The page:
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Return to Isla Blanca: Embodied thinking in family ciné film

Andrews, S (2011) Return to Isla Blanca: Embodied thinking in family ciné film In: Performance Studies international conference #17. Camillo 2.0: Technology, Memory, Experience, 2011-05-25 - 2011-05-29, Utrecht. (Unpublished)

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From the late 1950s until the early 1980s, my grandparents and parents made a series of ciné films, from the fragmentary to more formed documentary and fiction. In these flickering images, it is family holidays to Spain that stand out. Whether on the mainland or on Ibiza, these films provide a particular thread through the collection. They are often complete films and were produced primarily for the family although in the context of community film culture and competitions. Key films from this area of the collection include A Classic View of Spain, Winter Flight to Ibiza, Passport to Spain, Return to Isla Blanca and España (all undated). The paper details the absence of theoretical writing on ciné film (Nicholson, 2006; Shand, 2008) and proposes performance theory as a mode of engagement with the staging of self, family and culture in these films. In this paper, I draw together theories of performance and sociology to reflect on the formations of ‘technology, memory[, culture] and experience in this family ‘archive’, both as they are evident in the films and in looking back and digitizing, re-playing and questioning their traces in the present. The analysis uses theories of performance as participatory experience, encounter, re-encounter and repertoire (Kester, 2004; Rendell, 2008; Taylor, 2007) to reveal layers of family ‘embodiment of culturally specific symbolic systems’, particularly, the staging of Spain as tourist destination and the location of the family within this frame. I argue that the films sit within wider emerging formations and representations of Spain as tourist destination. These contributions to a ‘tourist Spain’ comprise both formal and informal moments that reveal individuals adapting to their role in a tourist family and film. Through this analysis, I demonstrate that the instances of unfamiliarity and adaptation present particularly intimate, unguarded versions of family performance, revealing embodied thinking, improvisation and rehearsal, as if in preparation for future performances. Critically, I argue that performance analysis of ciné films can reveal particularly rich records of family thinking/actions in (and in response to) unfamiliar surrounds.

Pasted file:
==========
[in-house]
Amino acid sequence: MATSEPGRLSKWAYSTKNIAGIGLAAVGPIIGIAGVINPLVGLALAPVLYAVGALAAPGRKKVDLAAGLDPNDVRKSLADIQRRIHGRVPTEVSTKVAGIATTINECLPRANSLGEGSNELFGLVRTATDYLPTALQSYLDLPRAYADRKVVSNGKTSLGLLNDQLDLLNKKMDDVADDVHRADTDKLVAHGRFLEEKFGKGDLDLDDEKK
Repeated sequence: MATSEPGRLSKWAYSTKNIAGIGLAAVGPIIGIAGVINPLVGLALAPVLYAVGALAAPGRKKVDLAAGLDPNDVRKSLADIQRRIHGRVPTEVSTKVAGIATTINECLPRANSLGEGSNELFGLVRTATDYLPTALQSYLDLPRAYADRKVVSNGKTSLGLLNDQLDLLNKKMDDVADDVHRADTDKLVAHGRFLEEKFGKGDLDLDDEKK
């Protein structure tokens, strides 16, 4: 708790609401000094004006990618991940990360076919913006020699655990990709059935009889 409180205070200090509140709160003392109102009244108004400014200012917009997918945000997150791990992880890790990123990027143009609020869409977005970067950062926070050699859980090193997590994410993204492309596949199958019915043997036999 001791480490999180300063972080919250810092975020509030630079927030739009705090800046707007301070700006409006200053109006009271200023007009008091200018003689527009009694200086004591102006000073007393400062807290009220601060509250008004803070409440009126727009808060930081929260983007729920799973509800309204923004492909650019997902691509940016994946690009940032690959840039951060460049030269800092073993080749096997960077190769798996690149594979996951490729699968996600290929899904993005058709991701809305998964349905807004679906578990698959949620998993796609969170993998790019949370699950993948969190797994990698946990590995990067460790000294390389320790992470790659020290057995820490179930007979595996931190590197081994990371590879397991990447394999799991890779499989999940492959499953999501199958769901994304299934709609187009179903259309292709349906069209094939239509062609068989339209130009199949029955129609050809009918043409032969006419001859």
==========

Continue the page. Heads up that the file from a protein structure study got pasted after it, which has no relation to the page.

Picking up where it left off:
Item Type: Conference or Workshop Item (Conference Paper)
Divisions : Faculty of Arts and Social Sciences > Guildford School of Acting
Authors :
Andrews, S
Date : 2011
Related URLs :
Depositing User : Symplectic Elements
Date Deposited : 07 Aug 2013 13:01
Last Modified : 05 Mar 2019 10:38

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